Montgomery, Alabama, made history by electing its first-ever black mayor in a city known for being a focal point of the 1960s fight for civil rights, stemming from actions by Rosa Parks and the Montgomery Bus Boycott.
Steven Reed, 45, became the mayor-elect of Montgomery on Tuesday night after serving as a probate judge for the city. Reed was elected to his former post in 2012 as the youngest and first black probate judge in the history of Montgomery. He is the son of Joe Reed, the current vice chair of Minority Affairs of the Alabama Democratic Party and longtime chairman of the Alabama Democratic Conference.
"If there was any doubt about what we can do when we come together, when we unify this city, let the record show tonight, above all, show what we can do when we come together in this city and we build around positivity, around opportunity, and all the things that tie us together," Reed said to his supporters after winning the election.
Rosa Parks famously refused to give up her seat in the colored section to a white passenger on a Montgomery bus in 1955, sparking a civil rights movement that blazed through the southern United States and saw the end of segregationist Jim Crow laws. She is often remembered as the "mother of the freedom movement."
Montgomery remained at the center of the push for integration and civil rights in the U.S. throughout the 1950s and 60s. The Freedom Riders, who refused to adjust seating based on race as their bus traveled from integrated northern states into segregated southern states, were met with a violent mob at the Montgomery Greyhound station in 1961. Their actions motivated the federal government to desegregate transportation on a permanent basis.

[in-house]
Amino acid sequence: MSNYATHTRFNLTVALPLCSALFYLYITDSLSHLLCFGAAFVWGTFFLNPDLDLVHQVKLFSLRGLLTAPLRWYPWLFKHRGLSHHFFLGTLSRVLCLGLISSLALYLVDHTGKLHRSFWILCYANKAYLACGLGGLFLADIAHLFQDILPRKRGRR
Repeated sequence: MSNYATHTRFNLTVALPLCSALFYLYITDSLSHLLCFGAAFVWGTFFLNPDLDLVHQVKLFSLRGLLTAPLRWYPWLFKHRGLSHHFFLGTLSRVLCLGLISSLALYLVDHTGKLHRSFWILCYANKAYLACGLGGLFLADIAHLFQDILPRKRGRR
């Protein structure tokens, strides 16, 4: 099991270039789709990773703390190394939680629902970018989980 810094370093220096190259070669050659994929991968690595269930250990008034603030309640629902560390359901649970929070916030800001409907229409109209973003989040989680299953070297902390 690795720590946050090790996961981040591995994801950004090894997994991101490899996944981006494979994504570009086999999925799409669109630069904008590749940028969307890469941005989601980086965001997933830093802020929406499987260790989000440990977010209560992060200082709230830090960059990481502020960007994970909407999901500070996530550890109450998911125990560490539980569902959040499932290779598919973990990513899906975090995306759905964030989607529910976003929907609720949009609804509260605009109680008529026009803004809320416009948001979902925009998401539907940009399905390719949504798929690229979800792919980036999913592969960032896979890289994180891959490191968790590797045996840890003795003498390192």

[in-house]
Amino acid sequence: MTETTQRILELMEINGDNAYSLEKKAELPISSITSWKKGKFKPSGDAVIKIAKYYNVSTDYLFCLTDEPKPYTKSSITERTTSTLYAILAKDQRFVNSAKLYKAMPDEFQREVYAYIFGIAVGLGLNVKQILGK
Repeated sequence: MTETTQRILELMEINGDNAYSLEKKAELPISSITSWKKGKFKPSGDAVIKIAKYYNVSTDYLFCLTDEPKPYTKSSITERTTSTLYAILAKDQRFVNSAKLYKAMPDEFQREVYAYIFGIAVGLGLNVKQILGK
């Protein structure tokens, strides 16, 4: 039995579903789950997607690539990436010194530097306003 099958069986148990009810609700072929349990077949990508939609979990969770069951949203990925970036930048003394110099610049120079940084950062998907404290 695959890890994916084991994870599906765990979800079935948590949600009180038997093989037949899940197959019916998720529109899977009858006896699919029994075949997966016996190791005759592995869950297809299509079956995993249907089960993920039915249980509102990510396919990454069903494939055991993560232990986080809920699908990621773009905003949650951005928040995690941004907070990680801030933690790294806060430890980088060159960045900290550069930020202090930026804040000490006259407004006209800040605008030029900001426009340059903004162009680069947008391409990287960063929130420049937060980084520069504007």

In 1965, Dr. Martin Luther King, Jr. and other civil rights leaders, including Alabama Rep. John Lewis, marched 50 miles from Selma to Montgomery to petition Governor George Wallace for free voter registration for black Americans. The violence and impediment by local law enforcement against the marchers drew outrage from the nation and required National Guard intervention to protect the activists. They were joined by thousands of people from across the country on their journey, and their efforts are considered to be a significant contribution to the successful Voting Rights Act of 1965.
Steven Reed acknowledged the importance of his city in the history of Alabama, the U.S., and the civil rights movement.
"Montgomery is a city with limitless potential, a city that has no limits outside of our imagination," Mayor-elect Reed said. "The only thing that can hold us back is our fears. When we come together there's nothing that we can't accomplish."
Reed defeated his opponent David Woods, who owns FOX affiliate WCOV-TV, with 67% of the votes in Tuesday's runoff election.
"Montgomery is a special place populated by special people and that hasn’t changed," Woods said after conceding the election. "And we’re just going to go forward and try to support Steven Reed as mayor. And I just want to encourage everyone to try to continue to work together to bring Montgomery as a unified city."